advancements to thrive in a competitive, evolving world. Nestled in a historic College Park neighborhood amongst tall oak and magnolia trees, TMSA’s 28-acre campus encompasses a 110,000-square-foot educational building with a media center, art and music rooms, and a gymnasium. A newly expanded STEAM educational center for students opens in June. TMSA is currently accepting applications for the 2022-23 school year. For additional information, visit tmsa.org or call 404-768-0081.

SPECIAL PROMOTION

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BARTOW ADAIRSVILLE WHITE

BARTOW CARTERSVILLE EMERSON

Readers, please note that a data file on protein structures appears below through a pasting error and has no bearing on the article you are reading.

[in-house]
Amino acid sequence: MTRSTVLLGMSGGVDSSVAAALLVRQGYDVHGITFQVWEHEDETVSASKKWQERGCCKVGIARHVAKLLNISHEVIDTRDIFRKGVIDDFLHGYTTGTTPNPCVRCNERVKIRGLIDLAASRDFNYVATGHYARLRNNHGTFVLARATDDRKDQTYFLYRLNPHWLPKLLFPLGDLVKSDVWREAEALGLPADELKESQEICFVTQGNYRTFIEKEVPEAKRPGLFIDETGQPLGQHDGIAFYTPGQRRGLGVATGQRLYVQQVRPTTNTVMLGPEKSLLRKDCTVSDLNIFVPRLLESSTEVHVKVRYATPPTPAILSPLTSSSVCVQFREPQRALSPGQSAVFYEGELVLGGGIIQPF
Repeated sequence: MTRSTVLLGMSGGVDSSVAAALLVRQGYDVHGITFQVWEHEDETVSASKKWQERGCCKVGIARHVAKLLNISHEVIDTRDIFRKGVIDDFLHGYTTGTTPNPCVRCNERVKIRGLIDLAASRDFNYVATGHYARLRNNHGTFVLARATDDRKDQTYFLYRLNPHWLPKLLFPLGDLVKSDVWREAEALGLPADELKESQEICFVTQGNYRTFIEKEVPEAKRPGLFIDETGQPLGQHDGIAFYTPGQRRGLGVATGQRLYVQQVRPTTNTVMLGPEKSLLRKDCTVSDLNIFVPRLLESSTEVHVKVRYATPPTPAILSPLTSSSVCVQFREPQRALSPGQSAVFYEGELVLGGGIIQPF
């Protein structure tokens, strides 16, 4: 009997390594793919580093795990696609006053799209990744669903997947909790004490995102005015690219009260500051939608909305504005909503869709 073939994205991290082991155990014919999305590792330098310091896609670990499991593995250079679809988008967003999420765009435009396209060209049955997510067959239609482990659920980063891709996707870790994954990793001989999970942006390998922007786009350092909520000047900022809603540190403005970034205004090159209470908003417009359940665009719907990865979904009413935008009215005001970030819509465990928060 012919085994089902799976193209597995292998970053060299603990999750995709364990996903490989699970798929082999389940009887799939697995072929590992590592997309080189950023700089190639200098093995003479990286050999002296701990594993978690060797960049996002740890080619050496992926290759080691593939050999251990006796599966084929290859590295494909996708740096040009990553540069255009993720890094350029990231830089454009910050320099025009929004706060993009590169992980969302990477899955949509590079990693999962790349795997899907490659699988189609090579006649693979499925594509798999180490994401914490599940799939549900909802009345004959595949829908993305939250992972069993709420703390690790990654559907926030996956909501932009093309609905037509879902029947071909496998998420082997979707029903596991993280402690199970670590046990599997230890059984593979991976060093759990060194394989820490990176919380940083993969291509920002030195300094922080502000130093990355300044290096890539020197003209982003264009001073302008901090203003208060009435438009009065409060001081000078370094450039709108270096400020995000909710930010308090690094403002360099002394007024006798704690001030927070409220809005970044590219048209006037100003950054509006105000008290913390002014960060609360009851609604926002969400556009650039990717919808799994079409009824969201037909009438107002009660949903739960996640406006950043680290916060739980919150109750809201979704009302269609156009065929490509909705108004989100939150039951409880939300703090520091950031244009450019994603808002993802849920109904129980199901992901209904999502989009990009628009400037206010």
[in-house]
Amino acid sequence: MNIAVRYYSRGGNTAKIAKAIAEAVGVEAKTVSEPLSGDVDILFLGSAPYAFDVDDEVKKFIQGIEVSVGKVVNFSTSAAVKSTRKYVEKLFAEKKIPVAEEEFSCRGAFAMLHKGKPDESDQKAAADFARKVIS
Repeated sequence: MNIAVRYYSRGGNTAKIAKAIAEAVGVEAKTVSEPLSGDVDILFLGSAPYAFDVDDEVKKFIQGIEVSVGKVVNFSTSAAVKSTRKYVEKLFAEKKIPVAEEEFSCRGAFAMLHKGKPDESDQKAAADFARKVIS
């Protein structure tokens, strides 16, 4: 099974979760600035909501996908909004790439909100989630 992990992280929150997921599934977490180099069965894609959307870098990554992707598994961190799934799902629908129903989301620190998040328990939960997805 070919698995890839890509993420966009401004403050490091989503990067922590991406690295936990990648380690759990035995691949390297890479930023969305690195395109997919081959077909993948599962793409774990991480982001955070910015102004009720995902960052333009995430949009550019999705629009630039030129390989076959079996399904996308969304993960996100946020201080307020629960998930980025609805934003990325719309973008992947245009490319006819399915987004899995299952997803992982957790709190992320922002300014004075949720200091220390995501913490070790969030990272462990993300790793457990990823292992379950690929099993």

Board of Education 770-606-5800 bartow.k12.ga.us

CHEROKEE CHEROKEE

Number of Schools Elementary 12 Middle 4 High 3 Career Academy 1 Virtual Academy 1

2021 Mean Georgia Milestone Scores: 3rd: (ELA) 493 (M) 512 5th: (ELA) 511 (M) 512 8th: (ELA) 508 (M) 508

Total # of Students: 12,849 Student Spending: $10,399

Top 3 Schools by Average 2021 SAT Score Woodland 1062 Adairsville High 1057 Cass High 1043

What’s New: Three Bartow County seniors have been named 2022 Georgia Scholars by the Georgia Department of Education: Ashton Phillips and Mark Brunson of Adairsville High School and Rylee Evans of Woodland High. Only 216 graduating seniors from across the state were awarded this prestigious title. Number of Schools Elementary 23 Middle 7 High 6 Alternative 1 Centers 5 Virtual 1 Total # of Students: 40,807 Student Spending: $10,215

Board of Education 770-479-1871 cherokeek12.net

CLAYTON

CLAYTON